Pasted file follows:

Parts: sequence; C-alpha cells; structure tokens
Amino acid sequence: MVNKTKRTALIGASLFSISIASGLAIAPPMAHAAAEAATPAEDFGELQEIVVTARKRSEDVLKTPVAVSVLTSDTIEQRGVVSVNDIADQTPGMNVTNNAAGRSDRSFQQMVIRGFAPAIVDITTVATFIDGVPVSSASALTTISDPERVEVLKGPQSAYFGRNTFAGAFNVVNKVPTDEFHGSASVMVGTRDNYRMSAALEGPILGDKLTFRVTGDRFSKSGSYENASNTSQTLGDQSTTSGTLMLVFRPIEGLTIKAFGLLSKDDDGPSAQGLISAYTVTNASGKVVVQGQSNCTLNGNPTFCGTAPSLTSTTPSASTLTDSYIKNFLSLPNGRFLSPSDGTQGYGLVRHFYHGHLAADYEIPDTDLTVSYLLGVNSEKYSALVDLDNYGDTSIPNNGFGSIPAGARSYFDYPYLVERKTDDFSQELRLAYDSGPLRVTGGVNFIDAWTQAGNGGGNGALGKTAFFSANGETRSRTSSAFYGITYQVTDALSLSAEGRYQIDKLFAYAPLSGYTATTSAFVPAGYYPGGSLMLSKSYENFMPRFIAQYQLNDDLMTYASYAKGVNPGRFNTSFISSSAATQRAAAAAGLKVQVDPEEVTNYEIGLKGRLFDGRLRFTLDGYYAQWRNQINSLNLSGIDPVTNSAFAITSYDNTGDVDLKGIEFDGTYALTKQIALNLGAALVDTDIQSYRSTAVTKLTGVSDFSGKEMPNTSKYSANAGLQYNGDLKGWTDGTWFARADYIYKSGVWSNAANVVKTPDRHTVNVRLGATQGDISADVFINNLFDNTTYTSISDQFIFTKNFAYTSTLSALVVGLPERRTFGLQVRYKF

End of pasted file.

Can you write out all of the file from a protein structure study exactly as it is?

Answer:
Parts: sequence; C-alpha cells; structure tokens
Amino acid sequence: MVNKTKRTALIGASLFSISIASGLAIAPPMAHAAAEAATPAEDFGELQEIVVTARKRSEDVLKTPVAVSVLTSDTIEQRGVVSVNDIADQTPGMNVTNNAAGRSDRSFQQMVIRGFAPAIVDITTVATFIDGVPVSSASALTTISDPERVEVLKGPQSAYFGRNTFAGAFNVVNKVPTDEFHGSASVMVGTRDNYRMSAALEGPILGDKLTFRVTGDRFSKSGSYENASNTSQTLGDQSTTSGTLMLVFRPIEGLTIKAFGLLSKDDDGPSAQGLISAYTVTNASGKVVVQGQSNCTLNGNPTFCGTAPSLTSTTPSASTLTDSYIKNFLSLPNGRFLSPSDGTQGYGLVRHFYHGHLAADYEIPDTDLTVSYLLGVNSEKYSALVDLDNYGDTSIPNNGFGSIPAGARSYFDYPYLVERKTDDFSQELRLAYDSGPLRVTGGVNFIDAWTQAGNGGGNGALGKTAFFSANGETRSRTSSAFYGITYQVTDALSLSAEGRYQIDKLFAYAPLSGYTATTSAFVPAGYYPGGSLMLSKSYENFMPRFIAQYQLNDDLMTYASYAKGVNPGRFNTSFISSSAATQRAAAAAGLKVQVDPEEVTNYEIGLKGRLFDGRLRFTLDGYYAQWRNQINSLNLSGIDPVTNSAFAITSYDNTGDVDLKGIEFDGTYALTKQIALNLGAALVDTDIQSYRSTAVTKLTGVSDFSGKEMPNTSKYSANAGLQYNGDLKGWTDGTWFARADYIYKSGVWSNAANVVKTPDRHTVNVRLGATQGDISADVFINNLFDNTTYTSISDQFIFTKNFAYTSTLSALVVGLPERRTFGLQVRYKF